While computing common measures of business success is often an adventure, it's usually not an overwhelming barrier to understanding public companies. You find the raw numbers on the financial statements, plug them into the formulas, and crank out the results. What is especially difficult for most of us, though, is figuring out which formulas we should rely on in a given business scenario and exactly what the results tell us. (You can find out other user-friendly ways to evaluate businesses in our popular online seminar, Choosing Stocks With The Motley Fool, starting September 13th.) 

Our case in point here highlights two similar measures: Return on Equity (ROE) and Return on Assets (ROA). On the surface, both are straightforward ratios of a company's earnings to the amount of upfront investment that went into generating these earnings. This is how ROE and ROA are the same. The tricky -- and interesting -- part is digging deeper and asking how these two are different.

To really grasp the difference between ROE and ROA, you have to become very comfortable with one basic idea  -- debt leverage. Personally, I grappled for a long time with the concept of leverage and, consequently, with the difference between ROE and ROA. The breakthrough took place when I began to think more carefully about something simple -- the fundamental accounting formula.

Back to basics
The fundamental accounting formula looks like this:

  • Owner's Equity = Assets - Liabilities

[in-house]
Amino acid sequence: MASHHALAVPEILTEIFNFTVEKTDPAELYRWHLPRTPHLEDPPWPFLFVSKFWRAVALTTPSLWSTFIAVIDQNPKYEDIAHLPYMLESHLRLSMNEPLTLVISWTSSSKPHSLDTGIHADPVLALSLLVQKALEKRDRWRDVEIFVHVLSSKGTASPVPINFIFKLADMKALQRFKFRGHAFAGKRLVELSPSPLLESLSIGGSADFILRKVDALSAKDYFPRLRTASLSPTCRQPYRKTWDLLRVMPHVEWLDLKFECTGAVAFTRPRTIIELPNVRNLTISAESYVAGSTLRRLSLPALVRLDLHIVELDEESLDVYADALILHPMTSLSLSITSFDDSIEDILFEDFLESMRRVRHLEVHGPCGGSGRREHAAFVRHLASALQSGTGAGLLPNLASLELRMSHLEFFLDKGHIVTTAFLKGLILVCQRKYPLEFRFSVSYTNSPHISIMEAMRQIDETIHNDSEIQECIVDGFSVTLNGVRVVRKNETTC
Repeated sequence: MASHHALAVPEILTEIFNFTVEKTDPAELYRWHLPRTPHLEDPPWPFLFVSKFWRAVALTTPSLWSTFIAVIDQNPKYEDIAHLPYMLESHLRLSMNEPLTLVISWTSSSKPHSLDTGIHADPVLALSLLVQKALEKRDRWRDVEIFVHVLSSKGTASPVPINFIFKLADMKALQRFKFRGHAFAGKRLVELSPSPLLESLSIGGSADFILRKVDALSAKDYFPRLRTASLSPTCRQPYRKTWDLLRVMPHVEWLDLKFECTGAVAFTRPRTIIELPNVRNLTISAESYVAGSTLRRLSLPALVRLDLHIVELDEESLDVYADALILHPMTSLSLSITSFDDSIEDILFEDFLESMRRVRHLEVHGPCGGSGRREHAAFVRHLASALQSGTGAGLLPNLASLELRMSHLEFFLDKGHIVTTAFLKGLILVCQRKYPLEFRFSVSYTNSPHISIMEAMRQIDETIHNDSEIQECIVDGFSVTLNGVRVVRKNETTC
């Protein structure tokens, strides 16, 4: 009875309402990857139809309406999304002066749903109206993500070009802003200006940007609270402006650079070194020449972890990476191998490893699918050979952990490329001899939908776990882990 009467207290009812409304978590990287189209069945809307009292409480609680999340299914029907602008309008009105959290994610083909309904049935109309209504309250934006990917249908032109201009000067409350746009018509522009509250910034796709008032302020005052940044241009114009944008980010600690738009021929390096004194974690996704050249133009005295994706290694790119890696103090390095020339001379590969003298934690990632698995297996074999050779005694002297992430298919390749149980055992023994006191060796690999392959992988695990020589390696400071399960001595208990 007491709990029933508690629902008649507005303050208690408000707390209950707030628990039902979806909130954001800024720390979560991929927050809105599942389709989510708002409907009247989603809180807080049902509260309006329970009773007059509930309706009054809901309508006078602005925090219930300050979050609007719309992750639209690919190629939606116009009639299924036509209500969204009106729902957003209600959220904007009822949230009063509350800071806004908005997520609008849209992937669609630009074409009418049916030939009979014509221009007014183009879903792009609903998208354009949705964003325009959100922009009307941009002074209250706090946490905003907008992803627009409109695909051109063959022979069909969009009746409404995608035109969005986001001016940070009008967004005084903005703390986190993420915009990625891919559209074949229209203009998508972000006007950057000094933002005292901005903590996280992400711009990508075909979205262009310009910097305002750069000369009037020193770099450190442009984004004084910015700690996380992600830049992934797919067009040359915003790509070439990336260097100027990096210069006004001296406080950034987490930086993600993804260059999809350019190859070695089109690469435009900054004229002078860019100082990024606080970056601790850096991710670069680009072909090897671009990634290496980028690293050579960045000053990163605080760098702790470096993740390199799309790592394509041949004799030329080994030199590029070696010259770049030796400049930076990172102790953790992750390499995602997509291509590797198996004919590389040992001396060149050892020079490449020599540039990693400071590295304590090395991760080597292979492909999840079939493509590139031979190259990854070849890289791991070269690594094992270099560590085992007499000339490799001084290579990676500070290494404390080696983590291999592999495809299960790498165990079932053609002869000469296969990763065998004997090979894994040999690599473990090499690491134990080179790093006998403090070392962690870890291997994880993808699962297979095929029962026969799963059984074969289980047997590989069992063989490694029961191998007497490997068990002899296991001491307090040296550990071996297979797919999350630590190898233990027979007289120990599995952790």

If this relationship isn't already second nature to you, perhaps the most easily understood example is home ownership. Let's say that my house is worth $100,000 on the open market and that my outstanding mortgage loan balance is $75,000. Then:

  • My Equity = Home Value - Loan Balance
  • $25,000 = $100,000 - $75,000

Now, starting with this fundamental accounting relationship, let's do the simplest of algebraic manipulations to get:

  • Assets = Owner's Equity + Liabilities

Continuing our home ownership example, this translates into:

  • Home Value = My Equity + Loan Balance
  • $100,000 = $25,000 + $75,000

Take a good look at this last pair of equations. It may look a little funny at first glance, but if you stare at them long enough you'll see a familiar concept. In everyday language, we often hear:

  • My House = My equity + The bank's loan

This explanation glosses over a subtle but important detail that we'll look at later. For now, however, it is all that we need to tackle the root of all differences between ROA and ROE.

Tackling debt leverage
With the basics in hand, let's leave home mortgages behind and delve into a corporate example. Suppose ScootCo (Ticker: OUCH) is a long-time, low-growth manufacturer of slick two-wheel scooters for kids. Its major assets are the plant where its scooters are assembled and its brand name. These two assets combined could be sold for (have a market value of) $100,000. Finally, let's assume OUCH has no long-term debt outstanding.

Simplistically then, we can sum up its financial situation with our rearranged accounting formula as follows:

  • Assets = Equity + Liabilities
  • $100,000 = $100,000 + 0

In other words, if there is no debt, then owner's equity and the total value of corporate assets are one and the same number. From this observation, it follows that Return on Equity and Return on Assets must also be the same number (since the Return doesn't change and Equity and Assets are equal). If we ignore the vagaries of working capital for the moment, then, we see that the special case of "no debt" implies that ROE = ROA.